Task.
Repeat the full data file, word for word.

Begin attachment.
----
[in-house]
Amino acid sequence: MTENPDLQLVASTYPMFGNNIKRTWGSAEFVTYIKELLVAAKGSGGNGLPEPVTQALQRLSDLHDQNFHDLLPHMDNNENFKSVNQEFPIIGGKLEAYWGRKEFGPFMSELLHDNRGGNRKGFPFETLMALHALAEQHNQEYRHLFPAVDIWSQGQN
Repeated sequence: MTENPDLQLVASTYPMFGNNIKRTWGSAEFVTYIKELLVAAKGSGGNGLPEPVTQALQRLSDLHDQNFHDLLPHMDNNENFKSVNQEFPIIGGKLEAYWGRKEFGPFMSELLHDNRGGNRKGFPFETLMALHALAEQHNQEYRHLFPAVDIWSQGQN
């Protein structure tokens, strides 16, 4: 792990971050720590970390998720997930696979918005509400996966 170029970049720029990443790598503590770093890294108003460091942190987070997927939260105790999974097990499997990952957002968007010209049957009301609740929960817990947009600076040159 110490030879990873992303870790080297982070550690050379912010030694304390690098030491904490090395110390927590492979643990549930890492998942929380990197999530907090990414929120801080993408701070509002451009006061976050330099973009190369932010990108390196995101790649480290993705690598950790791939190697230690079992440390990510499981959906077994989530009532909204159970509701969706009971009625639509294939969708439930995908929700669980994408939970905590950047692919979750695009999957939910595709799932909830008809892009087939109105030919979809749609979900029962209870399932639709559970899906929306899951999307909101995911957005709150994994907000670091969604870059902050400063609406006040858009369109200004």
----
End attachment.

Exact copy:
[in-house]
Amino acid sequence: MTENPDLQLVASTYPMFGNNIKRTWGSAEFVTYIKELLVAAKGSGGNGLPEPVTQALQRLSDLHDQNFHDLLPHMDNNENFKSVNQEFPIIGGKLEAYWGRKEFGPFMSELLHDNRGGNRKGFPFETLMALHALAEQHNQEYRHLFPAVDIWSQGQN
Repeated sequence: MTENPDLQLVASTYPMFGNNIKRTWGSAEFVTYIKELLVAAKGSGGNGLPEPVTQALQRLSDLHDQNFHDLLPHMDNNENFKSVNQEFPIIGGKLEAYWGRKEFGPFMSELLHDNRGGNRKGFPFETLMALHALAEQHNQEYRHLFPAVDIWSQGQN
């Protein structure tokens, strides 16, 4: 792990971050720590970390998720997930696979918005509400996966 170029970049720029990443790598503590770093890294108003460091942190987070997927939260105790999974097990499997990952957002968007010209049957009301609740929960817990947009600076040159 110490030879990873992303870790080297982070550690050379912010030694304390690098030491904490090395110390927590492979643990549930890492998942929380990197999530907090990414929120801080993408701070509002451009006061976050330099973009190369932010990108390196995101790649480290993705690598950790791939190697230690079992440390990510499981959906077994989530009532909204159970509701969706009971009625639509294939969708439930995908929700669980994408939970905590950047692919979750695009999957939910595709799932909830008809892009087939109105030919979809749609979900029962209870399932639709559970899906929306899951999307909101995911957005709150994994907000670091969604870059902050400063609406006040858009369109200004």